Personally, I like Siegfried Othmer’s model of the brain monitoring the world and itself by continually predicting succesive states and then altering function as expectations prove just a little off the mark. Neurofeedback can be explained as such: a signal representing even one fragment of the EEG spectrum is streamed back through the patient’s sensory system as the brain is operating. When the millisecond-to-millisecond changes don’t pattern-match the brain’s expectation, it must alert and recalculate. An analogy within conscious experience is seeing a smudge on your face in the mirror and you deciding to wipe it off.
There are now hints that neurofeedback may also be mediated through non-neurons in the brain, the glial cells. Talk about major paradigm shifts! The conventional wisdom has been that glial cells provide support to neurons, and that is true , but there is now evidence that glial cells process and mediate information at some of the frequencies we use for neurofeedback. You can find David Kaiser’s brief review of this topic online.Note, there was exciting news last week of a new support function for glial cells: by contracting during sleep, channels are opened up to “flush out” cerebrospinal fluid carrying neuronal metabolic waste products. The glial cells studied expanded during wakefullness, closing down those channels and thus allowing the cerebrospinal fluid to pool again around neurons, offering fresh nutrition and soaking up neurons’ waste products.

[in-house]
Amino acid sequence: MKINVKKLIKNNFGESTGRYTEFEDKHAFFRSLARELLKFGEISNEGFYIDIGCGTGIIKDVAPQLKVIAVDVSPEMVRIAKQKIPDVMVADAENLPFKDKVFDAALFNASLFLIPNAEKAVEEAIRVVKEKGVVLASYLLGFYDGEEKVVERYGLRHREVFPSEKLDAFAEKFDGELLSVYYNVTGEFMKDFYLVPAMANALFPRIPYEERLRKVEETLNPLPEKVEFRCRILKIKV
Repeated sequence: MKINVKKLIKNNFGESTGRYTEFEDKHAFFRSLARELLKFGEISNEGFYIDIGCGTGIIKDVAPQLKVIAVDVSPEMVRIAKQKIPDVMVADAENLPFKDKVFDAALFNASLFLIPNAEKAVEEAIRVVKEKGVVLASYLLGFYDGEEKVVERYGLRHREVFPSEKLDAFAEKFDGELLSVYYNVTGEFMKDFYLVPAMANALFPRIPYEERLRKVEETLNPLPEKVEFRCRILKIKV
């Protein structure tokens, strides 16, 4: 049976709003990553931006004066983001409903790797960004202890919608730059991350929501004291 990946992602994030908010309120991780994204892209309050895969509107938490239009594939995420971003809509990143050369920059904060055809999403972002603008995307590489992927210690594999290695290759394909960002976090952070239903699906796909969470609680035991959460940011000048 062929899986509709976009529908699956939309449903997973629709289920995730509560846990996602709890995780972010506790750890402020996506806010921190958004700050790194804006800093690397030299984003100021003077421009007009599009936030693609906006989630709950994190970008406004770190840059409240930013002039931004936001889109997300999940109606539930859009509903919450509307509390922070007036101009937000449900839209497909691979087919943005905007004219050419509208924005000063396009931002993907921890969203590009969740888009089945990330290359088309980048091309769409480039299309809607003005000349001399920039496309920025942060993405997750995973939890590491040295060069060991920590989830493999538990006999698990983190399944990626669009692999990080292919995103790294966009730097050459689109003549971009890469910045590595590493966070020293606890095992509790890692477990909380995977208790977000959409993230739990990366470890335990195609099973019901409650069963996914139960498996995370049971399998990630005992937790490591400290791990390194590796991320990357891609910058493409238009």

As neurofeedback research continues, the paradox of uncertainty trails with it, keeping us open to new possibilities and explanations. Thank goodness for the trend of neurofeedback efficacy and the not-quite-known that keeps us intrigued. As I was finishing up this blog post, I noticed that Siegfried Othmer had posted his version of how neurofeedback works. I’ll let him have the final summation.There is nothing going on here but the brain engaging with the signal. Once the brain recognizes its connection with the signal, its engagement with the signal is obligatory to the brain. It predicts where the signal is going, and attempts to bring closure between the prediction and the reality. This response exercises the brain’s control mechanisms, which constitutes the exercise that eventuates in the learning of improved self-regulatory control. There is a built-in bias, however. The process tends to take us to calmer states, by and large. This is where improved self-regulation lies: the brain would like to accomplish its tasks at the lowest level of activation consistent with that objective. The additional information about its own state allows it to move in that direction. Adverse reactions result from the fact that the disregulated brain encounters adverse attractor states in its journey through state space. With the impetus of our training, that journey is accelerated. There is, in addition, the parametric sensitivity of the response to training—particularly for the disregulated brain. The underlying mechanisms–neuronal and glial–are undoubtedly the same for all of Neurofeedback.